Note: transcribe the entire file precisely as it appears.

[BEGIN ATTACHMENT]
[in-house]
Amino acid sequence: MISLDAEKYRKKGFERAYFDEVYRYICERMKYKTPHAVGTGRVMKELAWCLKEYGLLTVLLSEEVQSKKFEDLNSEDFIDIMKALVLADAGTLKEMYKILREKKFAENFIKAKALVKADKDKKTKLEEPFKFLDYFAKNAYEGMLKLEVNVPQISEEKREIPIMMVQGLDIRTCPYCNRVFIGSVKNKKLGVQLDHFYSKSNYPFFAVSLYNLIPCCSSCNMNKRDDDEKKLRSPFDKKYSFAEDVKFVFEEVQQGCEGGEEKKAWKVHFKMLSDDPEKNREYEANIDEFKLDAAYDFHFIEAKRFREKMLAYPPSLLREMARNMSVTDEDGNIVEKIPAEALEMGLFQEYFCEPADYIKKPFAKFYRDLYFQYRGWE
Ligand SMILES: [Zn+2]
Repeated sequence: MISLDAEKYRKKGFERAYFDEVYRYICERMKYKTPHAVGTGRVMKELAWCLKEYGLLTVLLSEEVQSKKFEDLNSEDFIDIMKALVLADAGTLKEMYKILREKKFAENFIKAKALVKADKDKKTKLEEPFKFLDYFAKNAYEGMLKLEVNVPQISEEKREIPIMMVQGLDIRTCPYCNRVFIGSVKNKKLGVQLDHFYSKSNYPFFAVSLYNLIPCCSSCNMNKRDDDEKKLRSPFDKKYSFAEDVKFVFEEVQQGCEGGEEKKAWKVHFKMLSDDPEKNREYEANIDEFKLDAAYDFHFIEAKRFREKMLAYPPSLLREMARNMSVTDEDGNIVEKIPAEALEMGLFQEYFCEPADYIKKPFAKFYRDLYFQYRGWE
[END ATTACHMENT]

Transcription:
[in-house]
Amino acid sequence: MISLDAEKYRKKGFERAYFDEVYRYICERMKYKTPHAVGTGRVMKELAWCLKEYGLLTVLLSEEVQSKKFEDLNSEDFIDIMKALVLADAGTLKEMYKILREKKFAENFIKAKALVKADKDKKTKLEEPFKFLDYFAKNAYEGMLKLEVNVPQISEEKREIPIMMVQGLDIRTCPYCNRVFIGSVKNKKLGVQLDHFYSKSNYPFFAVSLYNLIPCCSSCNMNKRDDDEKKLRSPFDKKYSFAEDVKFVFEEVQQGCEGGEEKKAWKVHFKMLSDDPEKNREYEANIDEFKLDAAYDFHFIEAKRFREKMLAYPPSLLREMARNMSVTDEDGNIVEKIPAEALEMGLFQEYFCEPADYIKKPFAKFYRDLYFQYRGWE
Ligand SMILES: [Zn+2]
Repeated sequence: MISLDAEKYRKKGFERAYFDEVYRYICERMKYKTPHAVGTGRVMKELAWCLKEYGLLTVLLSEEVQSKKFEDLNSEDFIDIMKALVLADAGTLKEMYKILREKKFAENFIKAKALVKADKDKKTKLEEPFKFLDYFAKNAYEGMLKLEVNVPQISEEKREIPIMMVQGLDIRTCPYCNRVFIGSVKNKKLGVQLDHFYSKSNYPFFAVSLYNLIPCCSSCNMNKRDDDEKKLRSPFDKKYSFAEDVKFVFEEVQQGCEGGEEKKAWKVHFKMLSDDPEKNREYEANIDEFKLDAAYDFHFIEAKRFREKMLAYPPSLLREMARNMSVTDEDGNIVEKIPAEALEMGLFQEYFCEPADYIKKPFAKFYRDLYFQYRGWE